Australia's human rights watchdog has called for an end to the mandatory detention of asylum seekers, citing suicides, riots and depression.
The Human Rights Commission report focused on the Villawood detention centre in Sydney.
Some detainees thought often of suicide and self-harm, and some had swallowed detergents and chemicals, it said.
It comes a day after the UN human rights commissioner attacked Australia's tough refugee policies.
Navi Pillay called for an end to mandatory detention and spoke of a "racist" undercurrent in Australia.
She has also been critical of Australian politicians for demonising asylum seekers for domestic political gain.
Australia's Human Rights Commission condemned the treatment of asylum seekers at the Villawood detention centre, noting that their prolonged detention was causing serious mental problems.
It noted that some detainees sewed their lips together in protest at their treatment.
Commission president Catherine Branson said: "What we saw at Villawood was the result of the system of mandatory and indefinite detention, where people can see no end in sight because there is no set time limit on the period a person can be held in detention," she said.
Over the past nine months there have been six deaths in Australia's detention centre network, five of which appeared to be suicide.
In the past six weeks there have also been two major riots, first at the Christmas Island offshore detention centre in the Indian Ocean and then at Villawood in Sydney.
But the Commission's call for an end to mandatory detention is unlikely to happen since the Labor government is sensitive to the opposition charge that it has been soft on border protection - a major issue in Australian politics, says the BBC's Nick Bryant in Sydney.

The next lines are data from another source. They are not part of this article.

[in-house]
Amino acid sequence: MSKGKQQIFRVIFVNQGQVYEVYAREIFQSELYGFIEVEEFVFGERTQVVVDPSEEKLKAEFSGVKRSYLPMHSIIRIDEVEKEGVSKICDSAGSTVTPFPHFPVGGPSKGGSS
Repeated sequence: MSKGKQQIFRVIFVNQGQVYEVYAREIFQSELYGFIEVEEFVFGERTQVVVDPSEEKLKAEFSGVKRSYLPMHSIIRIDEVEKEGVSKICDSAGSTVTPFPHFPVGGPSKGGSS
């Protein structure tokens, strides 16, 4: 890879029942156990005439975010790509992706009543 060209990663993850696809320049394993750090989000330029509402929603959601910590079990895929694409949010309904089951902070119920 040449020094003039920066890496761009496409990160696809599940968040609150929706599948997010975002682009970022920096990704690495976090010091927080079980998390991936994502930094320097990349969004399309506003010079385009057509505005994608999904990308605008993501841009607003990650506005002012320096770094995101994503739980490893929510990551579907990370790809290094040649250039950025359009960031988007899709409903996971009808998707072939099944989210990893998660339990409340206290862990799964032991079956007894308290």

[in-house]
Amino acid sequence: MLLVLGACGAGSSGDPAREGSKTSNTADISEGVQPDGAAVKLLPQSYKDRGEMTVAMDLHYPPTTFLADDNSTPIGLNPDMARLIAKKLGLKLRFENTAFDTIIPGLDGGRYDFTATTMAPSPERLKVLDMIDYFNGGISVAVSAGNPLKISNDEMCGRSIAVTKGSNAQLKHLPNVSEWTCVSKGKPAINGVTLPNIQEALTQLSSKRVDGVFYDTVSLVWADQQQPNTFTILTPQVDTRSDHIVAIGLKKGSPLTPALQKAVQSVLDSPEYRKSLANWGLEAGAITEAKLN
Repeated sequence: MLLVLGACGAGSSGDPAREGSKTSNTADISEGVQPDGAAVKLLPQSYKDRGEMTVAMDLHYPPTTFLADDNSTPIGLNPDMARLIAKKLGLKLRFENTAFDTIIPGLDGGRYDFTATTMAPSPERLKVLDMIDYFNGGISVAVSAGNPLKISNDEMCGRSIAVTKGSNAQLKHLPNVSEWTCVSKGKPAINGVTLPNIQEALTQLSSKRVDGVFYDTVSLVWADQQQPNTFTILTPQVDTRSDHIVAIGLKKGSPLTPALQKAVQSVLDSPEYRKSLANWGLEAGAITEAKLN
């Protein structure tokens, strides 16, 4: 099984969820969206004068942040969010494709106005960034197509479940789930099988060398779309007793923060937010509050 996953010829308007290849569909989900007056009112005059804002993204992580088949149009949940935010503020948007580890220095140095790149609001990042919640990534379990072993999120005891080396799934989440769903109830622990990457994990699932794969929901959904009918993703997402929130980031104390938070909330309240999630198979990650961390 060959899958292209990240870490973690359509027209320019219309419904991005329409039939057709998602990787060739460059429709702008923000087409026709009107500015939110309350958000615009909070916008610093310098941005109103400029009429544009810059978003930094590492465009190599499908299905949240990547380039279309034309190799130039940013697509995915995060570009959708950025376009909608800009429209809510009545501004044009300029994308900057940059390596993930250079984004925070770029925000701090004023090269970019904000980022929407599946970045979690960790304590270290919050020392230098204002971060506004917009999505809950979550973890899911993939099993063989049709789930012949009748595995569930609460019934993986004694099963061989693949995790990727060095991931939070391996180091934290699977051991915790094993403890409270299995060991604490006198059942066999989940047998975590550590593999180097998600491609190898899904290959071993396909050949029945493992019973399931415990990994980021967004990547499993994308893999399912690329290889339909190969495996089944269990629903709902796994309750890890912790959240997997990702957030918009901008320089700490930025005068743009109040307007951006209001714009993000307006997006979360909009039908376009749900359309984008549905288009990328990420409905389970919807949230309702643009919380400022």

Meanwhile, Australia's Foreign Minister Kevin Rudd has defended a controversial deal that will allow asylum seekers arriving by boat to be transferred to Malaysia for processing.
Under the swap deal, up to 800 new boat arrivals to Australia will be relocated to Malaysia; in return, Australia will accept 4,000 people registered refugees living in Malaysia.
Ms Pillay said the proposed deal potentially violates refugee law. Malaysia is not a signatory to the UN Refugee Convention.
But Mr Rudd said the plan had backing from the UN High Commissioner for Refugees and the International Office of Migration.
"The key thing is we're taking kids out of mandatory detention, we are making sure that processing times are accelerated so that once basic checks are undertaken there is a way through this," he said.
"We are also making sure there are proper and humane conditions."